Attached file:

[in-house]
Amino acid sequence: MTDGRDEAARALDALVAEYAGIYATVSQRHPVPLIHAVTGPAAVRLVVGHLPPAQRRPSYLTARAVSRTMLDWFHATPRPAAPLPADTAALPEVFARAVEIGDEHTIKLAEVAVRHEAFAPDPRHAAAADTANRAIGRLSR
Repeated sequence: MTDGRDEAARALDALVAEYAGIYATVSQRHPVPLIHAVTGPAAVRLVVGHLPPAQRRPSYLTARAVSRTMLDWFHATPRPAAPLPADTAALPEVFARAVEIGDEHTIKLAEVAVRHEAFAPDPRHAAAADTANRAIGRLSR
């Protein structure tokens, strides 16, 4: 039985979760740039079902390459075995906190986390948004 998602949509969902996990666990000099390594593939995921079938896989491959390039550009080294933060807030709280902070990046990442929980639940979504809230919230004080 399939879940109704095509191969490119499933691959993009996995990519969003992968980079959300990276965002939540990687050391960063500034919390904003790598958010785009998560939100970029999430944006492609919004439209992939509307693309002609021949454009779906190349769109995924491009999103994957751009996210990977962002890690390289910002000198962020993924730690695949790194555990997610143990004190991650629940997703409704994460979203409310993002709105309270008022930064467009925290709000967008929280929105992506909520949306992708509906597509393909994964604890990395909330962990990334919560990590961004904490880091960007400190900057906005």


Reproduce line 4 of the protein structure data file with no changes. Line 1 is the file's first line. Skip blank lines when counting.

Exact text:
């Protein structure tokens, strides 16, 4: 039985979760740039079902390459075995906190986390948004 998602949509969902996990666990000099390594593939995921079938896989491959390039550009080294933060807030709280902070990046990442929980639940979504809230919230004080 399939879940109704095509191969490119499933691959993009996995990519969003992968980079959300990276965002939540990687050391960063500034919390904003790598958010785009998560939100970029999430944006492609919004439209992939509307693309002609021949454009779906190349769109995924491009999103994957751009996210990977962002890690390289910002000198962020993924730690695949790194555990997610143990004190991650629940997703409704994460979203409310993002709105309270008022930064467009925290709000967008929280929105992506909520949306992708509906597509393909994964604890990395909330962990990334919560990590961004904490880091960007400190900057906005």